Photos: Iraqis March on US, Israeli Flags in Basra on 4th of July Weekend

They’re marching on US flags in Iraq.
After we just helped them liberate Fallujah!

Iraqi military and police in the city of Basra were photographed preparing to march on U.S. and Israeli flags laid out on their parade route to mark Al Quds Day.

The photos were posted to Twitter:

“Images from Basra during “Al Quds Day” parade. In Iraq we only walk over flags, we don’t burn them.”

“Happy #QudsDay from our friends in #Iraq (first 3 in #Basra, last in #Baghdad). I wonder what @USEmbBaghdad thinks..”

Iraqis March on US Israel Flags Basra Close Up Twitter

There were reports other Iraqis were angered by the anti-American display.

“Big backlash on Iraqi social media over Iraqi policemen marching on US flag in Basra as part of Iranian-inspired Quds Day parade.”

There was also a report that the Iraqi government cracked down on the police in Basra.

“Backlash seems to have compelled MOI to take disciplinary action against participating officers”

https://twitter.com/iraqi_day/status/749235223775285249

“#Iraq interior minster has fired all the police officers walked over U.S flad during Quds day rally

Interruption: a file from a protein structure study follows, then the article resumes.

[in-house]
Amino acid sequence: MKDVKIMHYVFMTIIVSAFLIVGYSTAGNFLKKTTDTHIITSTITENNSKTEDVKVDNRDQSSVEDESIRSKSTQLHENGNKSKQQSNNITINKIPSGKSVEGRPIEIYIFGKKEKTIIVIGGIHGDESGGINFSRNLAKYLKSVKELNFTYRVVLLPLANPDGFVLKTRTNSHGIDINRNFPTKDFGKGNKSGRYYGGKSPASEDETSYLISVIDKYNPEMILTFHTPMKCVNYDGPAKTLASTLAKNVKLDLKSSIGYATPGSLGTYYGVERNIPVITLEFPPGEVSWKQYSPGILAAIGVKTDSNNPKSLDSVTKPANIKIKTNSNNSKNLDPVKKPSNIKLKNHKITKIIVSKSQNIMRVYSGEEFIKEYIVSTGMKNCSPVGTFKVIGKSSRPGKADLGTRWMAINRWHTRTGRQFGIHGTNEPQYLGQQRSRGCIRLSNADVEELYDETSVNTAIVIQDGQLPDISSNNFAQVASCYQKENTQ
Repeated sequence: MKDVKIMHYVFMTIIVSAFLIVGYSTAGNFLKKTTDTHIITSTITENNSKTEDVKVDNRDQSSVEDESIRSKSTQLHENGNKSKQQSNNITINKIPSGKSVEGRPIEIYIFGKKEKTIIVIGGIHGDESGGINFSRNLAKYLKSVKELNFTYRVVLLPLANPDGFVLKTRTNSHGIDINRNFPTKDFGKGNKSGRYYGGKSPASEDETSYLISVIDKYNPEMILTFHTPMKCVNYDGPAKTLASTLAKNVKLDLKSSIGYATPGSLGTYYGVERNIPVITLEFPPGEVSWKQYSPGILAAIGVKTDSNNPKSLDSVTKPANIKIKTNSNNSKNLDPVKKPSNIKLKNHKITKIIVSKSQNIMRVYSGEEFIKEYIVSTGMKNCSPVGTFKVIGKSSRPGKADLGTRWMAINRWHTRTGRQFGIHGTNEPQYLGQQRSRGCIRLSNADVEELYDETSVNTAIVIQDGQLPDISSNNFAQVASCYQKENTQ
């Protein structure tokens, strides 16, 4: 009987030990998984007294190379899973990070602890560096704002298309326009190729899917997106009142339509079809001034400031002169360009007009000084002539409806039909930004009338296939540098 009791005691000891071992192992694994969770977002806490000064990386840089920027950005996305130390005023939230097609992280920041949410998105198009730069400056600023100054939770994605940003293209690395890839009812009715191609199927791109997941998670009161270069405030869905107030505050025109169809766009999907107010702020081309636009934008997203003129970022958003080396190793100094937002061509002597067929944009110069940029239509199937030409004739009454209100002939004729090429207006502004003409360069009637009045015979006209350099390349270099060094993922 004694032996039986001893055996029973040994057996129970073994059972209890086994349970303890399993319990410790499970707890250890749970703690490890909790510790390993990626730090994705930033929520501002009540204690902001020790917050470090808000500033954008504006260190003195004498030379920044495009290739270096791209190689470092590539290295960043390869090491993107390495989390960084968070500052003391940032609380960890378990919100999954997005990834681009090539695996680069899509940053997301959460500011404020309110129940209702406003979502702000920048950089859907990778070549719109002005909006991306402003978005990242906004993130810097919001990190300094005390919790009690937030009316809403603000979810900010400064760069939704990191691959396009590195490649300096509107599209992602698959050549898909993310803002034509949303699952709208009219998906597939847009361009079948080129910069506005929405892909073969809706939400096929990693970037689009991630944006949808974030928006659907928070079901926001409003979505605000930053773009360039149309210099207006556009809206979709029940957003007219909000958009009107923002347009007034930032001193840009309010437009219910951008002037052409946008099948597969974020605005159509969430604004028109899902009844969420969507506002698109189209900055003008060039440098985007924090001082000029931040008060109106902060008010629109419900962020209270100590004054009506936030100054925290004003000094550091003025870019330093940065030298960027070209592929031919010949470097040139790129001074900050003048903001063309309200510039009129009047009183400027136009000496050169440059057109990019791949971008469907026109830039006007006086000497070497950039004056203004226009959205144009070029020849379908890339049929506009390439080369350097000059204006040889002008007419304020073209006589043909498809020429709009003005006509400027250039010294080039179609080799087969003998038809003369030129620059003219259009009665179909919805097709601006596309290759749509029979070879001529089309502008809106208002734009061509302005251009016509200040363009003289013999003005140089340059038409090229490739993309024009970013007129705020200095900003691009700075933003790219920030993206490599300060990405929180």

#شعبنا_محتاج”

Wikipedia’s description of Quds Day:

“Quds Day (Jerusalem Day, Quds is the Arabic name for Jerusalem), officially called International Quds Day (Persian: روز جهانی قدس‎‎), is an annual event held on the last Friday of Ramadan that was initiated by the Islamic Republic of Iran in 1979 to express support for the Palestinians and oppose Zionism and Israel’s existence,[1] as well as Israel’s control of Jerusalem. Nominally it is opposed to the Jerusalem Day (Yom Yerushalayim) celebration instituted by Israel in May 1968, and which Knesset law changed into a national holiday in 1998.[2] In Iran, the government sponsors and organizes the day’s rallies, and its celebration in that country has had, down to at least 2012, a decade-long tradition of voicing anti-Semitic attacks.[3] Quds Day is also held in several other countries, mainly in the Arab and Muslim world, with protests against Israel’s occupation of East Jerusalem.[4][5][6] The rally is held by both Muslim and non-Muslim communities around the world.[7]”

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